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Monday, September 10, 2012

Towards Measuring Brain Function on Groups of People in the Real World

In three studies, EEGs from three groups of participants were recorded during progressively more real world situations after drinking alcoholic beverages that brought breath alcohol contents near the limit for driving in California 30 minutes after drinking.

A simple equation that measured neurophysiological effects of alcohol in the first group of 15 participants performing repetitive cognitive tasks was applied to a second group of 15 operating an automobile driving simulator, and to a third group of 10 ambulatory people recorded simultaneously during a cocktail party.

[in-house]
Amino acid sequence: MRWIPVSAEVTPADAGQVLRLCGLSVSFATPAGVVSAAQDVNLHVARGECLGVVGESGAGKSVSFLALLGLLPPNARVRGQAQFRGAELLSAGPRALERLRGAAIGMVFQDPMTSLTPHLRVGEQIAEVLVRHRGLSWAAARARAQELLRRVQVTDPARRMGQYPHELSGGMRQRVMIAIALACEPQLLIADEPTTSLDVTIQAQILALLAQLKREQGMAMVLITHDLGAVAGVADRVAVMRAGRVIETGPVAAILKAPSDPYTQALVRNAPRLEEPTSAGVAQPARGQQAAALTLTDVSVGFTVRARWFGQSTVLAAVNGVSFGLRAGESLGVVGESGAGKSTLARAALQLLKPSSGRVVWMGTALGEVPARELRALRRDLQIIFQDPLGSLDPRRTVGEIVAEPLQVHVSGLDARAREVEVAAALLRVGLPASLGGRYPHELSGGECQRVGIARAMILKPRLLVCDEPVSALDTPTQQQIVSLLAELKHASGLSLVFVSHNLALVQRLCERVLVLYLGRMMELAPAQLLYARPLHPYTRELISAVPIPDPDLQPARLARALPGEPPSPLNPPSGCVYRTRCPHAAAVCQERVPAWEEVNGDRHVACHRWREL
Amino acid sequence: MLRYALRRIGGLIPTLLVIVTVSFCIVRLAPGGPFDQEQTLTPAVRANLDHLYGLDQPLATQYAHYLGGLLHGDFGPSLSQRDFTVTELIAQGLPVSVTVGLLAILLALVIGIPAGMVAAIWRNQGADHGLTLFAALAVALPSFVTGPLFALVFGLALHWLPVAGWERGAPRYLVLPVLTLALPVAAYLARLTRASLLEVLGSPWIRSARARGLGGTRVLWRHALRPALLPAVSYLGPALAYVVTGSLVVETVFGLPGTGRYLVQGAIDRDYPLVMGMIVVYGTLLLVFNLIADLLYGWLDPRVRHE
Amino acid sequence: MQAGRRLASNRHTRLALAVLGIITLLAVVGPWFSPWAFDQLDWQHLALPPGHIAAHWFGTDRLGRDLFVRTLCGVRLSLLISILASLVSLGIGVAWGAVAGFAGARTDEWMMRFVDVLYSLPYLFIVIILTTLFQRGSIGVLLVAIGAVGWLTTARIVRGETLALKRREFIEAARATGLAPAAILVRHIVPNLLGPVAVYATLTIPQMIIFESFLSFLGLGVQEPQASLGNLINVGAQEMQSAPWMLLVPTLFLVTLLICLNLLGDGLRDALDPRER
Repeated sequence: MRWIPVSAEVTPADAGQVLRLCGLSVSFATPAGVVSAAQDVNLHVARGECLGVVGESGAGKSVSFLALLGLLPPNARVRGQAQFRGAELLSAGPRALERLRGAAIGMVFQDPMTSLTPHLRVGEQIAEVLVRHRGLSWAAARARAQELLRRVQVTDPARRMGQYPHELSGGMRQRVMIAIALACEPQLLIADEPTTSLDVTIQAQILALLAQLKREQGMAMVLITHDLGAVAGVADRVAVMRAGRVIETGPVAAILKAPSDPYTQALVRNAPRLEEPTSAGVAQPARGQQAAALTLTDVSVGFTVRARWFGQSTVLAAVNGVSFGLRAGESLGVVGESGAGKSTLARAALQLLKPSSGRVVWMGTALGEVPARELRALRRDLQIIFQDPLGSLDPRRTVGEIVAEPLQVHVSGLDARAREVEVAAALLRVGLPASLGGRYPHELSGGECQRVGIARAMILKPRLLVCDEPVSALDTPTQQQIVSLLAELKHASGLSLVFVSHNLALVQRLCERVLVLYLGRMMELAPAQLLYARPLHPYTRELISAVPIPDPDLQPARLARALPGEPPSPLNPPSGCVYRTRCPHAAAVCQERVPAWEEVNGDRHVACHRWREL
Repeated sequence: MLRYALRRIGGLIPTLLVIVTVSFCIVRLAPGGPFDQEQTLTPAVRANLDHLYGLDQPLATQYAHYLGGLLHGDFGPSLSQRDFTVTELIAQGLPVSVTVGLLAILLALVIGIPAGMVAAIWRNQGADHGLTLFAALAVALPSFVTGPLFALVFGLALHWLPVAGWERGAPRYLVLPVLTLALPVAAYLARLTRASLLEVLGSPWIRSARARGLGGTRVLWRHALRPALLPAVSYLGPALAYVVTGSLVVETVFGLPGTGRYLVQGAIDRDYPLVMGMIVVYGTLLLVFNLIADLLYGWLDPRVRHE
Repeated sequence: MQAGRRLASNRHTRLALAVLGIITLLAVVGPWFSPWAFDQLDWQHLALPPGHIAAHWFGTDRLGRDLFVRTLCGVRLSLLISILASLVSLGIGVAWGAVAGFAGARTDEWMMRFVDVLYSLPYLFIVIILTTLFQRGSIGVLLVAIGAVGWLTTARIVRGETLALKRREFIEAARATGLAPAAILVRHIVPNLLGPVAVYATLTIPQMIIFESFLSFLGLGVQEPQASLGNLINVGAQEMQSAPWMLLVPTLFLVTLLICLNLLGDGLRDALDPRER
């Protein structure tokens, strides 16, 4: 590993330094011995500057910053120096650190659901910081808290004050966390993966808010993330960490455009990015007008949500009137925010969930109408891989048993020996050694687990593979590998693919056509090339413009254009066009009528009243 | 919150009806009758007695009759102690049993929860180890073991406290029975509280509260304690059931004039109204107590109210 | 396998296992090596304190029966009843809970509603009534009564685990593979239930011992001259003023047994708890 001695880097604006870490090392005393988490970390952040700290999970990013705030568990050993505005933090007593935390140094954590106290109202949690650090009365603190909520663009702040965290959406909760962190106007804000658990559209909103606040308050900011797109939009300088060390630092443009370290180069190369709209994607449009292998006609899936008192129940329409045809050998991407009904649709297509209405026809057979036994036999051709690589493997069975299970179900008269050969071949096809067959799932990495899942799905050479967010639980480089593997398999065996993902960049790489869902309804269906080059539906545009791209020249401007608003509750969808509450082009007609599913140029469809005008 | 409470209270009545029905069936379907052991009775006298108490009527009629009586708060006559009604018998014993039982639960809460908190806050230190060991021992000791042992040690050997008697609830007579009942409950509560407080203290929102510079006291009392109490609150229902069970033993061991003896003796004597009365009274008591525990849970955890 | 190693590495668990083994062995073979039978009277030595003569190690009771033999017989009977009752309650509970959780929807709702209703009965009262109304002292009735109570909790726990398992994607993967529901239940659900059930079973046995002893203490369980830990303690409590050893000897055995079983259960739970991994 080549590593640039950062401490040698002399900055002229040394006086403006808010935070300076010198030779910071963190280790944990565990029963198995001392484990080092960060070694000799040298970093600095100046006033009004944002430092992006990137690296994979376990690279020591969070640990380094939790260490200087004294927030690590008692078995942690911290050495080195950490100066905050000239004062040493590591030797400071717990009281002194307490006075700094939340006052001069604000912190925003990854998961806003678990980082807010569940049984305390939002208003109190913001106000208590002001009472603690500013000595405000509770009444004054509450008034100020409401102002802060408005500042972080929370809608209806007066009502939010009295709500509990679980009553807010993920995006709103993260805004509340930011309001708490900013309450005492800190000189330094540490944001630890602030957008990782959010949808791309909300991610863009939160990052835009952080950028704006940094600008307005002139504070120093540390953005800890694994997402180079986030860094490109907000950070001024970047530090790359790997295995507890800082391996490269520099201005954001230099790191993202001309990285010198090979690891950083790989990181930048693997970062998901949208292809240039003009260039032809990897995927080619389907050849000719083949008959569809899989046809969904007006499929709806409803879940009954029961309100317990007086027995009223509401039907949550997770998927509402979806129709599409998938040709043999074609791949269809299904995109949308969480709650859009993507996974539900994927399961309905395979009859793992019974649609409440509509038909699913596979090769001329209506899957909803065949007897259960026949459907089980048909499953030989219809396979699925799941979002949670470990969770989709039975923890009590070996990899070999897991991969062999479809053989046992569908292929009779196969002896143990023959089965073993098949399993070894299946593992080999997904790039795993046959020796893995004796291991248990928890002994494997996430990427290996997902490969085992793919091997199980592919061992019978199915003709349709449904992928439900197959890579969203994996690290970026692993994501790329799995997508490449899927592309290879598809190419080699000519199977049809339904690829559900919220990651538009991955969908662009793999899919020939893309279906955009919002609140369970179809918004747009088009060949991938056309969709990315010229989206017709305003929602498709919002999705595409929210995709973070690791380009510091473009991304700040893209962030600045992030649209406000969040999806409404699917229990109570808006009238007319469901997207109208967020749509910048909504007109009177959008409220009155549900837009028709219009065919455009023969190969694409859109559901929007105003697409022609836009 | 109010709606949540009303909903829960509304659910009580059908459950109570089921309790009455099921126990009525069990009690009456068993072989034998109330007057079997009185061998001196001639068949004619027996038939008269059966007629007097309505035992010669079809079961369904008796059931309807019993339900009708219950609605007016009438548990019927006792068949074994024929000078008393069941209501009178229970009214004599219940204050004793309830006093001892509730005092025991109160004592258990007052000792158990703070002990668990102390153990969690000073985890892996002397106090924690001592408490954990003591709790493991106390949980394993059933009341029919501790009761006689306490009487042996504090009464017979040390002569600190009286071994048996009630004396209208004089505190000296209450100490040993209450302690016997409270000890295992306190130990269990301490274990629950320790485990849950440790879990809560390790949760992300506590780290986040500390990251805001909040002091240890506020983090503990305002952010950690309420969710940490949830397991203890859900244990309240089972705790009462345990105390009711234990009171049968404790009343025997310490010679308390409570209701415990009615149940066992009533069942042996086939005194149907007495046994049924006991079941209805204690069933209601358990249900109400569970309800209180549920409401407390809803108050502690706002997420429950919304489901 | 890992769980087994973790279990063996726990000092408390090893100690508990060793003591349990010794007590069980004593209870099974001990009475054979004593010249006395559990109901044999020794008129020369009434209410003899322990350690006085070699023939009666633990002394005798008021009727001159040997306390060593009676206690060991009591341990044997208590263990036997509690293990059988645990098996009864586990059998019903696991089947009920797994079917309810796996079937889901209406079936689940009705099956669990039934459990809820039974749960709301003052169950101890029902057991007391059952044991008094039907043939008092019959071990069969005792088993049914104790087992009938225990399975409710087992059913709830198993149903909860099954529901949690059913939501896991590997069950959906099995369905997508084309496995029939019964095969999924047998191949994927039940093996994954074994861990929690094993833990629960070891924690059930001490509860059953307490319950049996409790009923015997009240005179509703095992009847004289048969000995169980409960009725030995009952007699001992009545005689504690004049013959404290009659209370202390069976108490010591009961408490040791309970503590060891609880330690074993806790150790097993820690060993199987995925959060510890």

The equation derived from the first group quantified alcohol’s effect by combining measures of higher frequency (beta) and lower frequency (theta) power into a single score. It produced an Area Under the Receiver Operator Characteristic Curve of .73 (p<.05; 67% sensitivity in recognizing alcohol and 87% specificity in recognizing placebo). Applying the same equation to the second group operating the driving simulator, AUC was .95, (p<.0001; 93% sensitivity and 73% specificity), while for the cocktail party group AUC was .87 (p<.01; 80% sensitivity and 80% specificity).

EEG scores were significantly related to breath alcohol content in all studies. Some individuals differed markedly from the overall response evident in their respective groups.

The feasibility of measuring the neurophysiological effect of a psychoactive substance from an entire group of ambulatory people at a cocktail party suggests that future studies may be able to fruitfully apply brain function measures derived under rigorously controlled laboratory conditions to assess drug effects on groups of people interacting in real world situations.

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